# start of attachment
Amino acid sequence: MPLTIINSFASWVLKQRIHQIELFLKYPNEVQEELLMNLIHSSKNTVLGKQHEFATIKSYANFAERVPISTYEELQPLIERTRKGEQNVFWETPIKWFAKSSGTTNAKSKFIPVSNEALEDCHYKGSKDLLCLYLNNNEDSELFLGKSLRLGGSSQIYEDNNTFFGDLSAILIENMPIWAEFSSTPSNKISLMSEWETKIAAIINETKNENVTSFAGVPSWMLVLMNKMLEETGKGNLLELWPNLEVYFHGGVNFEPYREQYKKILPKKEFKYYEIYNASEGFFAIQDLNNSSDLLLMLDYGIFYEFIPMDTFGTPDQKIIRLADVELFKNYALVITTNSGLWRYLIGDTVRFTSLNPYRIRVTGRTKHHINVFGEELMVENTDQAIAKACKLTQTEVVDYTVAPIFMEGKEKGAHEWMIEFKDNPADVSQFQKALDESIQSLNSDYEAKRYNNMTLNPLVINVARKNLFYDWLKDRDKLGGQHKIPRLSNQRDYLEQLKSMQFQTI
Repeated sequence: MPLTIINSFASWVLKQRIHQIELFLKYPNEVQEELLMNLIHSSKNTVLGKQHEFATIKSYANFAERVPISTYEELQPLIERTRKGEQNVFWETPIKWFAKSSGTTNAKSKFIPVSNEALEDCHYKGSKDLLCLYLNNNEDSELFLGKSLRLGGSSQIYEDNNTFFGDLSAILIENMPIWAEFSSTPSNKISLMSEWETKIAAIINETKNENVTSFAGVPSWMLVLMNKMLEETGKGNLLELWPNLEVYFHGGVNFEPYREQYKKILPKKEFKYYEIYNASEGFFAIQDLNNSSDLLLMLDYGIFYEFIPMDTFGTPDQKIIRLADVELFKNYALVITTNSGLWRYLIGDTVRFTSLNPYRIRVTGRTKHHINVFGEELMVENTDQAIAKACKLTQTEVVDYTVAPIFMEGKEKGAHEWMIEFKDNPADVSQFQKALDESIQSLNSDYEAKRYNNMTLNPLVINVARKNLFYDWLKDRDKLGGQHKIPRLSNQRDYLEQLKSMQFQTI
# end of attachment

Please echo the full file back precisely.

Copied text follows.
Amino acid sequence: MPLTIINSFASWVLKQRIHQIELFLKYPNEVQEELLMNLIHSSKNTVLGKQHEFATIKSYANFAERVPISTYEELQPLIERTRKGEQNVFWETPIKWFAKSSGTTNAKSKFIPVSNEALEDCHYKGSKDLLCLYLNNNEDSELFLGKSLRLGGSSQIYEDNNTFFGDLSAILIENMPIWAEFSSTPSNKISLMSEWETKIAAIINETKNENVTSFAGVPSWMLVLMNKMLEETGKGNLLELWPNLEVYFHGGVNFEPYREQYKKILPKKEFKYYEIYNASEGFFAIQDLNNSSDLLLMLDYGIFYEFIPMDTFGTPDQKIIRLADVELFKNYALVITTNSGLWRYLIGDTVRFTSLNPYRIRVTGRTKHHINVFGEELMVENTDQAIAKACKLTQTEVVDYTVAPIFMEGKEKGAHEWMIEFKDNPADVSQFQKALDESIQSLNSDYEAKRYNNMTLNPLVINVARKNLFYDWLKDRDKLGGQHKIPRLSNQRDYLEQLKSMQFQTI
Repeated sequence: MPLTIINSFASWVLKQRIHQIELFLKYPNEVQEELLMNLIHSSKNTVLGKQHEFATIKSYANFAERVPISTYEELQPLIERTRKGEQNVFWETPIKWFAKSSGTTNAKSKFIPVSNEALEDCHYKGSKDLLCLYLNNNEDSELFLGKSLRLGGSSQIYEDNNTFFGDLSAILIENMPIWAEFSSTPSNKISLMSEWETKIAAIINETKNENVTSFAGVPSWMLVLMNKMLEETGKGNLLELWPNLEVYFHGGVNFEPYREQYKKILPKKEFKYYEIYNASEGFFAIQDLNNSSDLLLMLDYGIFYEFIPMDTFGTPDQKIIRLADVELFKNYALVITTNSGLWRYLIGDTVRFTSLNPYRIRVTGRTKHHINVFGEELMVENTDQAIAKACKLTQTEVVDYTVAPIFMEGKEKGAHEWMIEFKDNPADVSQFQKALDESIQSLNSDYEAKRYNNMTLNPLVINVARKNLFYDWLKDRDKLGGQHKIPRLSNQRDYLEQLKSMQFQTI